A moment of silence, please.
At 8 p.m. Tuesday, in front of Old Main, Penn State lit a candle in the darkness to oppose terror, brutality and bloodshed around the world.
It was called the Vigil Against Global Violence, and two students made it happen.
“The day the attacks happened in Brussels, I woke up to the news in a panic because I have family and friends in Belgium,” said Hope Schmid.
“I was so shocked and reached out to Ben Wideman, the pastor for the 3rd Way Collective organization, telling him how distressed and sad I was,” she said. “He suggested talking to Brandon (Sullivan) and he connected us immediately. Brandon was all for doing another vigil.”
It was not Sullivan’s first moment in the candlelight. He had already stepped up to organize another event in the wake of tragedy. He pulled together the vigil after the Paris attacks in November.
“No matter what these terrorists might do, when we’re standing together like this we are winning the war,” Sullivan said to those gathered at the Old Main steps. “Terrorism’s goal is to divide and conquer, to put fear in the hearts of people. ... The only way to fight terrorism is to stand together and hope for peace.”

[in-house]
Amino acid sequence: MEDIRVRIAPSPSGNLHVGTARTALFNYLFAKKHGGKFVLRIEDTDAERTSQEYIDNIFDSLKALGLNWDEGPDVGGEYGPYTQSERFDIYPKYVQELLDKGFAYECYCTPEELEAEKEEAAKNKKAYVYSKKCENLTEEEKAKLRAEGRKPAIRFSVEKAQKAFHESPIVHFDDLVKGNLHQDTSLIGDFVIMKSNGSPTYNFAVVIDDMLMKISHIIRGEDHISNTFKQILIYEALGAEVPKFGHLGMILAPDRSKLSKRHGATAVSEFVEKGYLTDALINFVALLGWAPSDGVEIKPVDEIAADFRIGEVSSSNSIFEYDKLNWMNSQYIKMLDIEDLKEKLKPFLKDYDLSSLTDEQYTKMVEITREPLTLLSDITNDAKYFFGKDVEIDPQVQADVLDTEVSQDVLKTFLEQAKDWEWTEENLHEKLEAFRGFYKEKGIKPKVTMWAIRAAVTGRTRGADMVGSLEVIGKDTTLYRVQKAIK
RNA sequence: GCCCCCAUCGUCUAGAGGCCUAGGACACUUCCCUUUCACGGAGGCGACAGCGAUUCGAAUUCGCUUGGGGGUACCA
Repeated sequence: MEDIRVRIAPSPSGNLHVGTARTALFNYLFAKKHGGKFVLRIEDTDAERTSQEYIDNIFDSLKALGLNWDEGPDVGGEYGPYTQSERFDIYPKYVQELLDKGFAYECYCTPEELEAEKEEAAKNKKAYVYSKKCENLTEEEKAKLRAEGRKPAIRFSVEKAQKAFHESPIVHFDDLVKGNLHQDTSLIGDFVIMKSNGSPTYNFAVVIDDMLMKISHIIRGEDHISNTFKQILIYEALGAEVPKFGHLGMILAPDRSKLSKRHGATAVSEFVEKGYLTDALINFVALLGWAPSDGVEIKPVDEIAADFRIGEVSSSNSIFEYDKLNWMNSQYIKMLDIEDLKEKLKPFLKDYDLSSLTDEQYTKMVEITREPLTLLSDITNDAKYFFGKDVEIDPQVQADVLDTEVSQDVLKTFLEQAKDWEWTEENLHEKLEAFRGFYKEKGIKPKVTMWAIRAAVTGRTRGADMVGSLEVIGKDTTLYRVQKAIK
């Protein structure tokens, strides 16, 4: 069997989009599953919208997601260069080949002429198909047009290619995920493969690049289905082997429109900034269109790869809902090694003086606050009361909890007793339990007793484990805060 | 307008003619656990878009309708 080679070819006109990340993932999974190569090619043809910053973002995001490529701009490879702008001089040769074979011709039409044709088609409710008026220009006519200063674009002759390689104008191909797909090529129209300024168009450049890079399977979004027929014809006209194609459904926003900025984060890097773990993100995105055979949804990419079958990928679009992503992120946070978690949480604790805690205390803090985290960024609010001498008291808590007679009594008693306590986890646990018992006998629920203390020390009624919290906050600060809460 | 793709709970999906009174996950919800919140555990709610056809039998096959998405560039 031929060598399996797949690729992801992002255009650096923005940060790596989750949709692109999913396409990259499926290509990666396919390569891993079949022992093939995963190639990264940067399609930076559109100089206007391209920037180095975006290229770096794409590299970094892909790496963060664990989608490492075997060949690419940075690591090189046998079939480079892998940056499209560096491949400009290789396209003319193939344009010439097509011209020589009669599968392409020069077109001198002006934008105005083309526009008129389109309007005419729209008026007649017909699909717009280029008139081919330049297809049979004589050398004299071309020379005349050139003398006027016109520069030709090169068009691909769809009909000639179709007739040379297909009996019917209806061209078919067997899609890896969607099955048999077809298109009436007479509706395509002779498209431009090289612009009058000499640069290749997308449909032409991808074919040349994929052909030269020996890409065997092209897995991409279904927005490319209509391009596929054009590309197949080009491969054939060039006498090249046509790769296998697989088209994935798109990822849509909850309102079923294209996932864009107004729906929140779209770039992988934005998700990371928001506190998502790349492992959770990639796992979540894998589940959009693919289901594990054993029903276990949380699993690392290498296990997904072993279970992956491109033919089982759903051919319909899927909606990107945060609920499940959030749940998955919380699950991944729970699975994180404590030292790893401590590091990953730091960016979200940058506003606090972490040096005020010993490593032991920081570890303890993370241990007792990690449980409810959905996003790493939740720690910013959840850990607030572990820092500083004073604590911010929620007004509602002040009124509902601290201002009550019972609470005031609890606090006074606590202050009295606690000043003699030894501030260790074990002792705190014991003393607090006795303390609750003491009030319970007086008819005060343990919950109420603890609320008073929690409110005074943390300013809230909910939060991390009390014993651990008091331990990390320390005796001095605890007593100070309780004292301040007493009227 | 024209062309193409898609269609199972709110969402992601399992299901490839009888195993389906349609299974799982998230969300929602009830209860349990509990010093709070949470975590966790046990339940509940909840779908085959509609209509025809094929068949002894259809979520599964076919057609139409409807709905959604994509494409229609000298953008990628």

The university has not suffered any direct losses from the terror attacks in Europe, the Middle East and Asia in recent years. There were students studying in Belgium but Penn State confirmed they were all safe. The same was true in France last year.
But that has not stopped the students from being moved to action and empathy.
“We want to come together in solidarity for all those mourning, from Turkey to Belgium to Pakistan,” said Schmid. “And to wherever else in the world.”
Students Ariel Stein, Thomas Snyder and Caroline Senko said they attended to support the victims of terror and let them know “they are not alone.”
“I think other countries have been so supportive of us, especially during 9/11, and I think we should show that same kind of support for them in times of need,” Stein said.
While meant as a sign of support for those in need around the world, the vigil was also a support system for those in attendance.
Student Kaila Hanlin said she turns to her community in times of conflict. The vigil gave her a place to process her emotions.
“It gives me that community where I can share my grief, my anger and my hope for the future,” she said.
Ozgul Calicioglu, a graduate student from Ankara, said when she heard of the attacks in her hometown, she thought, “It could have been me.”
She and other students from the Penn State Turkish Student Association came to offer their condolences and understanding.
Galip Cagan said he hopes people stay aware of what’s happening in the world.
“If we don’t use these tragedies to make things better, then people’s lives were lost in vain,” he said.